Social media marketing goes way beyond receiving likes, mentions, and comments on social media platforms, even though they are important for creating an enormous social media followership. Serious business owners are keen on getting concrete results from social media and they are looking for how to convert fans and followers into customers and promoters of their brands through Multi-Channel Marketing.
In the words of Michael Wrigley, the Chief Marketing Officer of EngageSciences, a U.K – based social marketing organization, “The days of experimentation are over”. He said this during a panel discussion at the just held Social Media Week Conference in New York titled “You’ve Built a Fan Base, Now What?” According to him, your fan database is like any other database and if you don’t activate it, the data will be pretty worthless.
Underlisted below are three proven strategies that you can use to convert your social media fans and followers into advocates and promoters of your brand:
- LISTEN TO THEM, THEN ENGAGE THEM
During the official unveiling for Nokia Lumia 820 and 920 smartphones, a 32 – year old systems administrator called Aaron Hall covered a 400-mile distance in seven hours from Youngstown, Ohio to New York City just to be the first person in line to herald the ceremony. This brought much excitement to the man.
On learning of this journey that Aaron had embarked on, Nokia blogged about it and made the devout customer to feel appreciated. And this sent a loud and clear message that Nokia saw her customers asking and treats them as individuals.
Even though you might not get passionate customers like Aaron every day, but listening to what your fans and followers always say about you on social media, then engaging them to highlight their love and loyalty for your brand would do some miracle. Brad Spikes, the Head of Social Media Marketing for Nokia in North America claims that the social media fans and followers are Nokia’s biggest advocates.
- CONCENTRATE ON YOUR “SOUL MATES”
According to statistics, the Humane Society of the United States has 1.6 million Facebook fans and over 180,000 Twitter followers. Michael Hutney, the Director of emerging media and strategic accounts for The Stelter Co., a Marketing firm for non-profits based in Iowa, the main challenge of the Society is to find few people amongst these thousands who will be proud ambassadors of the Society’s mission.
Hutney made a suggestion for the creation of fun social campaigns as a veritable way of separating fans who are always involved from those who are not always involved. This led the Humane Society to launch a Facebook campaign around “cruelty – free” products and included a quiz to enable users to test their cruelty – free IQ. This campaign provided relevant data about those that actually participated in the quiz, how many referrals they made and the number of their friends that took the quiz in subsequent times.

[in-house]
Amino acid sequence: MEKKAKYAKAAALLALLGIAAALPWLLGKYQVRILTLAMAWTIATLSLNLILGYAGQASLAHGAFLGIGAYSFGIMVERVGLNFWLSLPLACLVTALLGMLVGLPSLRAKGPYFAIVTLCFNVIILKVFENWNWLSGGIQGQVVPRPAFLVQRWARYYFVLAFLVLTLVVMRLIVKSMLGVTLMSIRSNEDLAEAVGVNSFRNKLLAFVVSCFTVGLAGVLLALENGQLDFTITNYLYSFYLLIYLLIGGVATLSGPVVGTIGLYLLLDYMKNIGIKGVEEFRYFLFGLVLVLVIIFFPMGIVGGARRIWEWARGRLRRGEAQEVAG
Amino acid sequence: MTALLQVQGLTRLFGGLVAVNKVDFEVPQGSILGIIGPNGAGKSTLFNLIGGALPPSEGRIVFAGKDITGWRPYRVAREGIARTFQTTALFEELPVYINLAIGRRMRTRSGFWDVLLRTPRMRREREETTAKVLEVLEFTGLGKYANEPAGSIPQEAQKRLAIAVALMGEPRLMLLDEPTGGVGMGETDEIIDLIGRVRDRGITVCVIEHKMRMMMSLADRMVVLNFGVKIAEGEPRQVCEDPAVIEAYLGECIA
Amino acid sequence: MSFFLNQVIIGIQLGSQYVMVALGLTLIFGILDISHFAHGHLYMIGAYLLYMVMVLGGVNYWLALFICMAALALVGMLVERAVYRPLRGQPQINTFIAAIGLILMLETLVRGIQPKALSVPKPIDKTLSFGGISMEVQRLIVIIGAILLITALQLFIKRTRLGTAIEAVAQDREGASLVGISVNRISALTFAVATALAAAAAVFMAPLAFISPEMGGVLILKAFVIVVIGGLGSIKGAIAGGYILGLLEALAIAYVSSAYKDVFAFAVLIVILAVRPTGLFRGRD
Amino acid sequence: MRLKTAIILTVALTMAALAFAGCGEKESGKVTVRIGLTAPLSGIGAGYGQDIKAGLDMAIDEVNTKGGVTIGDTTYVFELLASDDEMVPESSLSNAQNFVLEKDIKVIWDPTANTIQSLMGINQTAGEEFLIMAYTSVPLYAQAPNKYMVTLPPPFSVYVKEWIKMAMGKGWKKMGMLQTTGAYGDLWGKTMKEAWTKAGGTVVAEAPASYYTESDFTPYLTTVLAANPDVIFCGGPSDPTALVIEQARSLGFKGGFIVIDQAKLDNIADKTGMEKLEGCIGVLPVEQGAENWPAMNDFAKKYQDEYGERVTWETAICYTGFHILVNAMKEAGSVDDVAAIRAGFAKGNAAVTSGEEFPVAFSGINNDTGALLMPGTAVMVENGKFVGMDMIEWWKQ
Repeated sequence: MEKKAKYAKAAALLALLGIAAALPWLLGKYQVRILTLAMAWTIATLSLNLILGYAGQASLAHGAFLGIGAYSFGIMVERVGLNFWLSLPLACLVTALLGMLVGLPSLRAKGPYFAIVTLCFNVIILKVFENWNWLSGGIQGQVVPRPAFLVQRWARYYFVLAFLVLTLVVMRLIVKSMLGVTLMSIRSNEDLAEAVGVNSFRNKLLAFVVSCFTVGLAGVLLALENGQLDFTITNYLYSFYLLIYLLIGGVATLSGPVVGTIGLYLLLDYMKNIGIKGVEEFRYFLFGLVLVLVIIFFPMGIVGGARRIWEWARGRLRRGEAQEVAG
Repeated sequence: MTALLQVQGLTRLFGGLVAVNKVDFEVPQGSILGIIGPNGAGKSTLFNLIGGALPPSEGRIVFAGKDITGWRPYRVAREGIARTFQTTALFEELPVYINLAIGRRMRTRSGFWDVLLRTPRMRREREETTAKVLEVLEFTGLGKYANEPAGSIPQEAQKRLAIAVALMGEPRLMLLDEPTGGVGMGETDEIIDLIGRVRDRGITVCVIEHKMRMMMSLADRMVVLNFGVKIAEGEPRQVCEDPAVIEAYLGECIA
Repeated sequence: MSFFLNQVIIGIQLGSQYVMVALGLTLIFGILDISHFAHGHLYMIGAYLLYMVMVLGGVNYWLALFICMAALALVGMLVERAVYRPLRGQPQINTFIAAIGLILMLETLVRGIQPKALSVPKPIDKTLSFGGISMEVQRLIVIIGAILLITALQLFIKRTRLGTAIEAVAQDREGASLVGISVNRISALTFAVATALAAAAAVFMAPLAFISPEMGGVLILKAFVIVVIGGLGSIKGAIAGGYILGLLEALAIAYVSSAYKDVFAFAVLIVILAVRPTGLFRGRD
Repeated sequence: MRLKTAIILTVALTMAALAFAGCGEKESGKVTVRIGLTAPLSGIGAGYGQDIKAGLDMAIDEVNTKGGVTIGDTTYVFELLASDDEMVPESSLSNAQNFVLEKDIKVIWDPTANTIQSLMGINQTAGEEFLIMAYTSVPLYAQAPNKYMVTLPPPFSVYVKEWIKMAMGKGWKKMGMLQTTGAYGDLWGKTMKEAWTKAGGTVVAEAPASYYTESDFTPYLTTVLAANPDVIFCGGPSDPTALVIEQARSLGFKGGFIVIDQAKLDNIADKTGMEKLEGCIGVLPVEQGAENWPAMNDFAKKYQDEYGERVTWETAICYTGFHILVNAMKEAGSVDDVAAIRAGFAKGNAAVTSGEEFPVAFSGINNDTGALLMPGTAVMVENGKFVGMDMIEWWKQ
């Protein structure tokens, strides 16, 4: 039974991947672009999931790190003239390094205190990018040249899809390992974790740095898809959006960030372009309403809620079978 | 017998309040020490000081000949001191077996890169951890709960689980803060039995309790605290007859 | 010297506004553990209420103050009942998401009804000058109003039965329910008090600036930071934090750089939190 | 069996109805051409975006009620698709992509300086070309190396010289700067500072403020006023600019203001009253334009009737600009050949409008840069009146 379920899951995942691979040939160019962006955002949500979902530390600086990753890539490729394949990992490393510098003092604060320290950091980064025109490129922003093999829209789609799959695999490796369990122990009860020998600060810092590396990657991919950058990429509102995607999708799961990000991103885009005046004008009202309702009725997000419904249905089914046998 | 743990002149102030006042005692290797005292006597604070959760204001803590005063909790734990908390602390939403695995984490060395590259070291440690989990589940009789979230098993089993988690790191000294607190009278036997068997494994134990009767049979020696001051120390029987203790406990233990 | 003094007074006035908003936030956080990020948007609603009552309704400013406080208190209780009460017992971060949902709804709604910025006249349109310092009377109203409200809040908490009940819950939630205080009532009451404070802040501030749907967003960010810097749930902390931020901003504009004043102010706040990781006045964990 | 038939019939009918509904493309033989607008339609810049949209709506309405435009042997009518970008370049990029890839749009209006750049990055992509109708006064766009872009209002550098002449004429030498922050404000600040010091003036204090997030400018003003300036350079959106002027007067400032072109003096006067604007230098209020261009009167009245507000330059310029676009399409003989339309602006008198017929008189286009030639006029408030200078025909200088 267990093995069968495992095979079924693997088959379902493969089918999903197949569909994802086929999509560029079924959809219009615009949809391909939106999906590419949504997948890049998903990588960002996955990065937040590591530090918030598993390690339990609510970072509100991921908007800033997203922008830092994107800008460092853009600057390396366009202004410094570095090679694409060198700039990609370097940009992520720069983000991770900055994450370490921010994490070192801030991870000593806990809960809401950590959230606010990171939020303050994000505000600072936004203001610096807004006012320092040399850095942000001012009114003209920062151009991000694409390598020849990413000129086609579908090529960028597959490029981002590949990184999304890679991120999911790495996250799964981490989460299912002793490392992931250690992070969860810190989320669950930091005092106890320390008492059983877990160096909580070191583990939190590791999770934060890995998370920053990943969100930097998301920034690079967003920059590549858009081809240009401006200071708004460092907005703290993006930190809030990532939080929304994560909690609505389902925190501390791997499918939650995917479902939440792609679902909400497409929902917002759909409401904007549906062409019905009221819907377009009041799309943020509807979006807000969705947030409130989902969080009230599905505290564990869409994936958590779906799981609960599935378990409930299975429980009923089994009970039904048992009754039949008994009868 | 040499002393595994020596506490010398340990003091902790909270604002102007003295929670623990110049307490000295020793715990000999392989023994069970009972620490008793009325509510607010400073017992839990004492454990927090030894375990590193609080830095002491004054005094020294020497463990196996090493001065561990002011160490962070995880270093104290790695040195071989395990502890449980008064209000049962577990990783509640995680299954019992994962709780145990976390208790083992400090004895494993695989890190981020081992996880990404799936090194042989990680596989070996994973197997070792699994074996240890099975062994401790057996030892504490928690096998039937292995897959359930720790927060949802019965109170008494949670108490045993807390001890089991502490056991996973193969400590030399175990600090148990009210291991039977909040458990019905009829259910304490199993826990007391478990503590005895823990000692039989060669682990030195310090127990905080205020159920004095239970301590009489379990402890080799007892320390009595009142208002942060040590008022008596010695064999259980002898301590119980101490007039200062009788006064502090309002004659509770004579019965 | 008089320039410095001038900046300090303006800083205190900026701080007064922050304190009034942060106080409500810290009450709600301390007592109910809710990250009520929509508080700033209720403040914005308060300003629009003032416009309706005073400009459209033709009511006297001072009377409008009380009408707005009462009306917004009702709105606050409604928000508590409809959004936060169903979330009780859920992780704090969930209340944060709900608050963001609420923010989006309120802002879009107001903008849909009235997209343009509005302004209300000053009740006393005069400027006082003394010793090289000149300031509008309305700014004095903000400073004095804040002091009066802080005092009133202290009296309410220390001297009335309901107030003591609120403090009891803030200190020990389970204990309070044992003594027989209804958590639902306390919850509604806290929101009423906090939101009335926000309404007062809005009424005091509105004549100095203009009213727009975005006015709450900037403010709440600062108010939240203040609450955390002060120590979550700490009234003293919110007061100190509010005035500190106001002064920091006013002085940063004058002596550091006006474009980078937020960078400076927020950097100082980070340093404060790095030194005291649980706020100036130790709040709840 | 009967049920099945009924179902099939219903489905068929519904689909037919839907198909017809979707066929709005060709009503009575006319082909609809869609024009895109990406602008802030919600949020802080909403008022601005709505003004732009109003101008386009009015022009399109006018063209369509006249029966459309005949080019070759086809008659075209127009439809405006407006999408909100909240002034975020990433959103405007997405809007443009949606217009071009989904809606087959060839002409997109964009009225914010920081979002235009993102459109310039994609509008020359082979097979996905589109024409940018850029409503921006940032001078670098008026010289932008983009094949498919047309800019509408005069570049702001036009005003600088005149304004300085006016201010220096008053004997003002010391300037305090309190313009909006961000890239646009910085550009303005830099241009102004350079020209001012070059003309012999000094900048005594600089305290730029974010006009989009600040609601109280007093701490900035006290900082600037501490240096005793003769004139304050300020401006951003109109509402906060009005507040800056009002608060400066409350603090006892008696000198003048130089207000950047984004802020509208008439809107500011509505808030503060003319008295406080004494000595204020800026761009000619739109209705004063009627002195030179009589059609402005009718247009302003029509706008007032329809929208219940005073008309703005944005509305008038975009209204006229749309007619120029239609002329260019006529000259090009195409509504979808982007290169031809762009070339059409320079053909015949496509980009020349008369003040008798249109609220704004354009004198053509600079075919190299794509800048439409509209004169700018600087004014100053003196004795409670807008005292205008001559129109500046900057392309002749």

- MAKE NEW FANS WITH MULTI-PLATFORM CAMPAIGNS
There was a recent partnership between Kelloggs’ cereal and a U.K. – based television network where they promoted the firm’s new cereal called Krave to viewers aged 16 years and older. This promotion lasted for a week, TV advertisements that ran during channel4 shows popular with this demographic posed trivia questions related to the material in the show and directed viewers to Krave’s Facebook page to enter their answers. Armed with the information that 72 % of people 25 years and younger use social media platforms, Facebook and Twitter to comment on TV programs, Kelloggs’created this cross-marketing platform just to exploit this opportunity.
The result was overwhelming. Kellogs’ marketing reach had increased and the potentials of getting new customers soared very high. Out of 50,000 interactions with Krave’s Facebook page, 13,000 were found to be referrals meaning that people shared the promotion with their friends.
Richard Jones, the CEO of EngageSciences says that it is important for brands to evaluate how well they are engaging their existing fans after such campaigns. You should go beyond treating your fan base as just an undifferentiated set of numbers.